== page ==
“For the past nine years I have had the incredible honor of representing my family, friends and neighbors in the Georgia House of Representatives,” Ramsey said Wednesday. “It is with a grateful heart that I am announcing after lengthy consultation with my family, friends and business partners that I have decided not to seek reelection this year. My family has been incredibly supportive during my time in public office. However, with my children in the midst of their most formative years and my wife’s professional responsibilities increasing, the time is right to step away from public office and devote my full attention to supporting them.”

Ramsey in the Feb. 10 announcement noted the increasing work responsibilities in his law practice.

“… largely due to the unwavering support of my colleagues at work, I have managed to spend the last nine years with my professional focus divided between my law practice and my duties as an elected official,” Ramsey said. “Given the growing nature of our practice, I need to spend the years ahead with my full professional focus on our business.”

“I am not closing the door on considering future opportunities in public office, but for now I look forward to finding new and different avenues to serve the community in my private capacity,” Ramsey said.

Former Peachtree City Mayor Harold Logsdon announced that he will run for Ramsey’s seat representing House District 72.

“We need proven conservative leadership to succeed Rep. Ramsey in our state’s capital, and I’m confident my 38 years with the National Guard, 36 years with BellSouth, and full-term as Mayor of Peachtree City will enable us to achieve conservative legislative success,” said Logsdon. “Rep. Ramsey will be a tough act to follow; he’s done an exceptional job while in office. However, I believe I am up to the challenge to represent the 72nd District.”

After 38 years of service to the Guard, Logsdon retired with the rank of Colonel. He commanded at the company and battalion level, held key staff assignments as a Colonel, and graduated from the United States Army War College.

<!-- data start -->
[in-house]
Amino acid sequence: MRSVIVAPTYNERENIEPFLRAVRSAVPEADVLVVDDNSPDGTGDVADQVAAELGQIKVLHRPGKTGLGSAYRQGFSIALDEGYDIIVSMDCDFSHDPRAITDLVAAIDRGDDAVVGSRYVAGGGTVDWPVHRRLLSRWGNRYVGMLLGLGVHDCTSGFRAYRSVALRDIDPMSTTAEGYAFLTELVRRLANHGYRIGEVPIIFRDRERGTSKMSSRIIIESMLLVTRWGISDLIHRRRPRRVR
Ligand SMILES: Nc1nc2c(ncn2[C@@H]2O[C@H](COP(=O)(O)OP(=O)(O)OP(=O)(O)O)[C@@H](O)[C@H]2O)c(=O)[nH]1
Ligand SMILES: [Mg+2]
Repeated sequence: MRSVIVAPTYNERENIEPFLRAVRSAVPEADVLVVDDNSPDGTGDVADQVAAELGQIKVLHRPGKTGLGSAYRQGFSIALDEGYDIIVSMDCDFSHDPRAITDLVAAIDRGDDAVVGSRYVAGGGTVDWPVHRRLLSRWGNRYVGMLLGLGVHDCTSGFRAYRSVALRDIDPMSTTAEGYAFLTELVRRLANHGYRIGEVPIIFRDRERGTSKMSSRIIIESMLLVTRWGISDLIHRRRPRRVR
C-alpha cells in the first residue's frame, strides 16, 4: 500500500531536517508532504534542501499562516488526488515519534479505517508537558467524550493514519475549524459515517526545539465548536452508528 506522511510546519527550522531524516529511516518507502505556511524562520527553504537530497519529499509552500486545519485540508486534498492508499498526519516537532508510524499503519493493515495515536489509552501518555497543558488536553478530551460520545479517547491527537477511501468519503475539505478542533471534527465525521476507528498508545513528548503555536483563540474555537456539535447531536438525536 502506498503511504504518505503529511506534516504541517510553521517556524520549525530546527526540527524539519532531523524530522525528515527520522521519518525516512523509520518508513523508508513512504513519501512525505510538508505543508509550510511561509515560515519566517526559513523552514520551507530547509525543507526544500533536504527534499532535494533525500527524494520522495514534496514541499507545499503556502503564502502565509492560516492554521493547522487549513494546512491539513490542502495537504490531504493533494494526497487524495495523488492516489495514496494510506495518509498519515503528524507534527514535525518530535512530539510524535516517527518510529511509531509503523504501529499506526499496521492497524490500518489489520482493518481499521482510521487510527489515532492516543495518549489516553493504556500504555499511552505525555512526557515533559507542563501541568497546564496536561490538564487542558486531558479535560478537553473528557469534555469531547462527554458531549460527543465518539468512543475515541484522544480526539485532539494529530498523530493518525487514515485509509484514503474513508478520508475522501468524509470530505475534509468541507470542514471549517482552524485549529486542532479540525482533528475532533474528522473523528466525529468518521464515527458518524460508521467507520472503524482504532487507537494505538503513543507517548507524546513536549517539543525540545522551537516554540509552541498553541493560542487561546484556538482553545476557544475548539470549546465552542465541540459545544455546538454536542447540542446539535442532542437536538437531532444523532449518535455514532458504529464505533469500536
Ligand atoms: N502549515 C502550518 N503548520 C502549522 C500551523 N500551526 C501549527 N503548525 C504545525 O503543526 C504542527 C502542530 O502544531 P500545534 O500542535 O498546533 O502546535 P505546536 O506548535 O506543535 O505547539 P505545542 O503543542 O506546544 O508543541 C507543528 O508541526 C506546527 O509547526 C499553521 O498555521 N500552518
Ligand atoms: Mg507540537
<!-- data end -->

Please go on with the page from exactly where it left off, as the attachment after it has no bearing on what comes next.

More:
While serving in the Guard, Logsdon also pursued a career in business with BellSouth. He started as a lineman, and after 36 years with the company, he retired as an Audit Manager at the Bellsouth Corporate Headquarters.

In 2005, Logsdon was elected Mayor of Peachtree City.

“There are many issues facing Georgians, including education reform, transportation, taxes and the budget — just to name a few,” said Logsdon. “I am confident I bring the experience to face the challenges.”

Lee County Sheriff Reggie Rachals announced he will run for reelection to the spot he has held since 2008.

Presidential Politics

Republican candidates Carly Fiorina and Chris Christie have suspended their campaigns for President in the wake of the New Hampshire Primary.

Georgia Secretary of State Brian Kemp spoke to a group from Columbia County about the SEC Primary and opportunities for Georgia voters.

“I always have been frustrated … that Georgia was not more of a player in the presidential primaries,” he said, noting that the Peach State has the fourth largest delegate count in the Republican Party.

As the remaining candidates campaign in Georgia and neighboring states, they provide the opportunity Kemp was angling for.

“You can have your voice be heard when it really matters,” he said, Tuesday in speaking to a leadership class sponsored by the Columbia County Chamber of Commerce that was visiting the Capitol.

Kemp believes Georgians can win commitments to some of their own economic interests, such as the deepening of the Savannah River channel, military bases, cybersecurity and poultry.

“When they’re thinking about agriculture policy, we don’t need them only thinking about Iowa and corn,” he said. “We need them thinking about our chickens that eat all that corn.”